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Plagiarism and the 2020 Olympics Logo

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The Olympics logos are developed and promoted far in advance of the actual event. July 24, 2015, exactly five years before the opening ceremony of the 2020 Olympic games, its logo was unveiled to the world.

2020 Summer Olympics Logo.

And, almost immediately, allegations of plagiarism arose.

The background

The 2020 Tokyo logo was designed by Kenjiro Sano, a highly-regarded graphic designer in Japan. French designer Olivier Debie claims that Sano’s logo is too similar to his own logo design created for Belgium’s Théâtre de Liège — even down to the typeface used.

Debie’s logo design is not registered as a trademark, yet has been in use since 2013. This little legal loophole, that the theatre’s logo was not officially trademarked, is being used by the organizing committee to justify the use of Sano’s logo design. Sano claims he had never before seen the theatre’s logo, and would never copy someone else’s work.

Meanwhile, many passionate citizens of Japan have voiced a desire to simply go back to the interim logo that was used until Tokyo was confirmed as the host city and the final logo revealed. The interim logo, featuring a colorful cherry blossom wreath, strikes many as being more representative of Japanese culture, and more aesthetically pleasing.

Whether or not Debi decides to take legal action against Sano or the Olympic Committee remains to be seen. As well, we wait to see if Sano’s logo will remain the official 2020 Olympics symbol or be replaced by something less controversial.

The lesson?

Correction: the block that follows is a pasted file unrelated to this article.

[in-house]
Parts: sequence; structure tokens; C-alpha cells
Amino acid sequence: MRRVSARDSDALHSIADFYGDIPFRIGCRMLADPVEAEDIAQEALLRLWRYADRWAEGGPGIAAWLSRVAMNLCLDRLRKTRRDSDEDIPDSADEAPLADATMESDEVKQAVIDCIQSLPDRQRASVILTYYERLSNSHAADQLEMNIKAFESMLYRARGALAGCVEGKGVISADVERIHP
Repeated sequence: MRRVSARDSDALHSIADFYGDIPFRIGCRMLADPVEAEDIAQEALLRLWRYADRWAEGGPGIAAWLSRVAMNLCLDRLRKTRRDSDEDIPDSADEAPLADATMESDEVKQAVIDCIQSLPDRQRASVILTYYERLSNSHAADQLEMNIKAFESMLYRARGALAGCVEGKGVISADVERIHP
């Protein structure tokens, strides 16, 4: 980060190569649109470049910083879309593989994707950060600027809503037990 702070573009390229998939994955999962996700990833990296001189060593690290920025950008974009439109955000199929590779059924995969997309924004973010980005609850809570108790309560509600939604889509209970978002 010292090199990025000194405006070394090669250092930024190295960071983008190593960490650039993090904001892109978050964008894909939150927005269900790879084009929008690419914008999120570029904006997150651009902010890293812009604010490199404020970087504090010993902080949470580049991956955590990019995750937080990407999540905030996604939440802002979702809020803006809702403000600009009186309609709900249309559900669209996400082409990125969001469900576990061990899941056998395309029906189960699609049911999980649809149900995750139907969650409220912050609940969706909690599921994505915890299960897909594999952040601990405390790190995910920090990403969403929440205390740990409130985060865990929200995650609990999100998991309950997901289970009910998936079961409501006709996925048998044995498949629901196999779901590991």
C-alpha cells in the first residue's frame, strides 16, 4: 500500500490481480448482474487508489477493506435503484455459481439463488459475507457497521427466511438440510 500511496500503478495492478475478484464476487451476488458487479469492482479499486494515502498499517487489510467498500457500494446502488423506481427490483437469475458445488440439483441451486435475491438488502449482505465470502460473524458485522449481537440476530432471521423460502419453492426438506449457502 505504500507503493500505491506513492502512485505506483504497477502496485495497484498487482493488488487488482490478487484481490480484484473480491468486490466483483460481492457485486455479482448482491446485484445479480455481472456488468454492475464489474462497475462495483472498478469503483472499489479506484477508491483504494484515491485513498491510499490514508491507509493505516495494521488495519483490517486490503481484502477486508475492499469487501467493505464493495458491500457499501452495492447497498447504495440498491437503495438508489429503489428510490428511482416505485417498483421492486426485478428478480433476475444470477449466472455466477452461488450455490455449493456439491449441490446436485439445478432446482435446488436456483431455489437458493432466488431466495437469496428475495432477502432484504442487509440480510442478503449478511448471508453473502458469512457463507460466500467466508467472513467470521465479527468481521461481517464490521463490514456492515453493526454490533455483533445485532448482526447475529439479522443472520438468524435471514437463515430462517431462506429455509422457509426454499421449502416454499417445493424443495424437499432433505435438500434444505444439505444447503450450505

There is a lesson to be learned on both ends. First, if you have something worth protecting, protect it. Secondly, do your due diligence to try and avoid claims of plagiarism before they can even be thrown your way! Of course, all of this is easier said than done. Allegations of plagiarism can be tricky, and in this case, the issue was exacerbated by two unfortunate factors:

  1. There was no legal protection of copyright. I am not a lawyer, and have no desire to dabble in international copyright law. So I cannot speak much to the legal arguments in this case. All I can say is this: while common law copyright protection is available in the United States, it seems a shame that this doesn’t appear to apply in Debi’s case. That is why I recommend if you are serious about protecting your brand, register your logo with the federal government, and even internationally if you have to.
  2. The double-edged sword of simplicity. While I generally maintain that simple is better in design, the risk of something being too simple is that it may also be unoriginal or difficult to claim ownership of. The 2020 Olympic logo and the Théâtre de Liège logo are both simple compilations of basic geometric shapes. The similarity of the two could very well be a mere coincidence  — great design minds thinking alike… yet look at the trouble it’s caused.

So what now?

Recently another Japanese graphic designer has proposed and released his own alternate design on Twitter (@vivakankan), which I love. Personally, I’d be happy to see this replace the current logo. Hey, 2020 is still five years away… fingers crossed!

Proposed alternate logo design for 2020 Olympics (source).

Update, September 2, 2015: The controversy was too much, I suppose. After other allegations of plagiarism by Sano came to light, his Olympics logo has now been pulled. You can read more about the decision on

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Nyla Smith

Nyla is a Graphic Designer, Web Designer, Front-End Web Developer and Consultant with over 15 years of experience. She is the owner of n-Vision Designs, LLC in Hampton Roads, Virginia, which exists to provide marketing support and brand consulting to small- and medium-sized businesses needing creative solutions. Contact Nyla if you'd like to discuss your next creative project. She can usually be bribed to a meeting with a cup of green tea and an oatmeal cookie.

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